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The Scorpion and Saint Celestine

In which a forest fire pleads its case.

By J. Otis HaasPublished 5 months ago Updated 5 months ago 15 min read
The Scorpion and Saint Celestine
Photo by Benjamin Lizardo on Unsplash

“Identity disturbance with markedly or persistently unstable self-image or sense of self.

-Criterion 3 for Borderline Personality Disorder, The Diagnostic and Statistical Manual of Mental Disorders V

A vast gulf exists between me and most people. Their seeming certainty in who they are seemingly impels them to act according to a set of instructions that seemingly allows them to function and achieve their goals in ways I find both inscrutable and unfathomable. Since childhood, I have been an anthropologist studying them. I still do not understand.

The surety with which others declare “I am,” as they assign comfortable labels to themselves wracks me with doubt and a sense of inadequacy, as every attempt I have ever made in that regard has felt like donning a tissue-paper mask in the rain. Place my hand on a stack of holy books and make me swear. I’m afraid the best I will be able to come up with is: “I feel like a forest fire, so maybe I am that.”

My greatest fear is being alone with myself, but despite this I burn hot, immolating relationships until only I remain in a lifeless, sterile landscape, my self-fulfilling prophecy come true again. I cannot contain or control myself. The merest disappointment begets an Exterminatus order, incinerating any chance that anything will ever grow there again. I don’t know why I’m like this. It feels like my purpose is to burn.

It is 1993. My best friend Tim asks me if I’ve ever noticed how weird it can be to reflect on the concept of “I am me.”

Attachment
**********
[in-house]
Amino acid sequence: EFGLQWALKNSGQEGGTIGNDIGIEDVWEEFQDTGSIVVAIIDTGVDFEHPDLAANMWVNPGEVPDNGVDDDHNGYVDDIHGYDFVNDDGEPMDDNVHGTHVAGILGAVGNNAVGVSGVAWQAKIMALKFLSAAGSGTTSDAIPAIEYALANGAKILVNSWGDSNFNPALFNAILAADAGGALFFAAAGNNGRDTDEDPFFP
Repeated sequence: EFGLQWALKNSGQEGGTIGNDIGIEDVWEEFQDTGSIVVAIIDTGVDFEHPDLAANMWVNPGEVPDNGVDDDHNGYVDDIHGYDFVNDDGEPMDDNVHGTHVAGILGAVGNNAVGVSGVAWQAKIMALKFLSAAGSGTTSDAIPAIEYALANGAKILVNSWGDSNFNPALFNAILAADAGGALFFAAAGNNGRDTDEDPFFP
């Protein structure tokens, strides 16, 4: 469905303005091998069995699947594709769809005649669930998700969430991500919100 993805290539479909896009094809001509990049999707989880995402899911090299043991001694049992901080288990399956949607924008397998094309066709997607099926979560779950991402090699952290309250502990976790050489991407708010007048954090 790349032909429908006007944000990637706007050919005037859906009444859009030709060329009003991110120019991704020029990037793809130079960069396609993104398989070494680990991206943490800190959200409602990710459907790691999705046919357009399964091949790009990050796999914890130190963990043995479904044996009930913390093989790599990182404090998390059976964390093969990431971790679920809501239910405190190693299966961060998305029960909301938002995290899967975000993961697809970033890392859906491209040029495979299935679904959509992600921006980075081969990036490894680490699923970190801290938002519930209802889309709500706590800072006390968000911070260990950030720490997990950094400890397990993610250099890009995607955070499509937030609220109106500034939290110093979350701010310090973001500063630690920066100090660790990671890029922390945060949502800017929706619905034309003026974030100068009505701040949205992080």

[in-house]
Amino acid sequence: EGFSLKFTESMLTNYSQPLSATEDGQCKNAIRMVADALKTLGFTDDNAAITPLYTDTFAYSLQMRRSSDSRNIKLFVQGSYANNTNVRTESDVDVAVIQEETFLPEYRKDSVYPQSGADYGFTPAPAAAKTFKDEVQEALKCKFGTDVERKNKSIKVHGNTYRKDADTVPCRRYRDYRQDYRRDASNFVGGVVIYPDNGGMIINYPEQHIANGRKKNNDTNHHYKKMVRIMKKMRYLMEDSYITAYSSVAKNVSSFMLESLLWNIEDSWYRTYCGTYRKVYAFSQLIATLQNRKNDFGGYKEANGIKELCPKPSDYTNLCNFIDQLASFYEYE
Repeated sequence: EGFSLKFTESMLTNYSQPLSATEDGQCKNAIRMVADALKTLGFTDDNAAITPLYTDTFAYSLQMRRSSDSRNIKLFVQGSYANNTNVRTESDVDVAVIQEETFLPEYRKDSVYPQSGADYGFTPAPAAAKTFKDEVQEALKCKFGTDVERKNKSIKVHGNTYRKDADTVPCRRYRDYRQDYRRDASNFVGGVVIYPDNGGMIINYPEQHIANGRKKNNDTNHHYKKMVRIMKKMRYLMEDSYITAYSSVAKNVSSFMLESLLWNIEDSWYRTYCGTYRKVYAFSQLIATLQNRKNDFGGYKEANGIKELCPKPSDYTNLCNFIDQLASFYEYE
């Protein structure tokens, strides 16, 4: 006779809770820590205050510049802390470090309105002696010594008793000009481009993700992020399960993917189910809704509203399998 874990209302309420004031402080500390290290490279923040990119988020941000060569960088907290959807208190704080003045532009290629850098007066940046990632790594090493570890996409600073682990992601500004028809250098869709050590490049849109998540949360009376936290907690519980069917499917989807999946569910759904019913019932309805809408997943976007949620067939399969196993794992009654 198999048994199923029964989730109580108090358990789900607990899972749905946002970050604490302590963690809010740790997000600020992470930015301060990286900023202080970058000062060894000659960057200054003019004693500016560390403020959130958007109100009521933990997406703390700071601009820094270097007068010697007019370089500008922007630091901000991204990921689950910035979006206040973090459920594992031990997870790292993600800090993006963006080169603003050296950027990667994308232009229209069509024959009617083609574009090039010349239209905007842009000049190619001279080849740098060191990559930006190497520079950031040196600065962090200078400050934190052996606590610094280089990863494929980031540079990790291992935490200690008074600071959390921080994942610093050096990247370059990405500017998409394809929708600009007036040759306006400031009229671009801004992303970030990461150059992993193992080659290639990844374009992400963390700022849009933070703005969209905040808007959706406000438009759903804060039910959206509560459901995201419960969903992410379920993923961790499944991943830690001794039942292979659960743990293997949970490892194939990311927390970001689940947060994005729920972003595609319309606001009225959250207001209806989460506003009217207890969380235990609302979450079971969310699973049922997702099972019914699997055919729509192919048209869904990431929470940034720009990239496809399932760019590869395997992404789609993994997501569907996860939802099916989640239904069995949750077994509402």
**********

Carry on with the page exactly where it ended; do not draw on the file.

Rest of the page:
What can I say? That, for as long as I can remember, that even since early childhood, doing what he suggests has elicited a drug-like state in me, that it makes me feel like I’m falling backwards into some sort of fractal consciousness in which I cannot find a single handhold to grab onto? That there is no self-identifier that comforts me? That when you put it in recursive terms like that I feel like I’m going to fucking die never knowing who I was or what I am or what I ever possibly could be? That there is a stranger in the mirror?

I don’t remember what I said, but it wasn’t that.

“What do you do?” people always ask.

“What do you do to make money,” is what they mean.

“What is your primary function in the capitalist machine and where do you fall in the power-hierarchy?” is what I hear.

I can tell you what I used to do. I used to do lighting for high-end events in New York City in a life that now feels like someone else’s dream. I was a stagehand or lighting tech or master theatrical electrician, depending on what the listener would best understand, but this always felt untrue, or at least incomplete.

What did I really do?

For years I slept next to a person I certainly didn’t love, whom I suspect actually hated me, which I’d convinced myself was somehow better than drinking myself into oblivion every night just to achieve the obliterative darkness of blackout, the only thing big enough to consume the self-loathing, and escape the longing to die by simulating death in that coward’s way.

I am a mess.

I see the world only in black and white. Love and Hate are the only emotions I feel. Fear is there, too, seasoning the entree of my life with its sour tang, manifesting in the reluctance to act. I Hate my life, yet I fear change. It is a vicious cycle.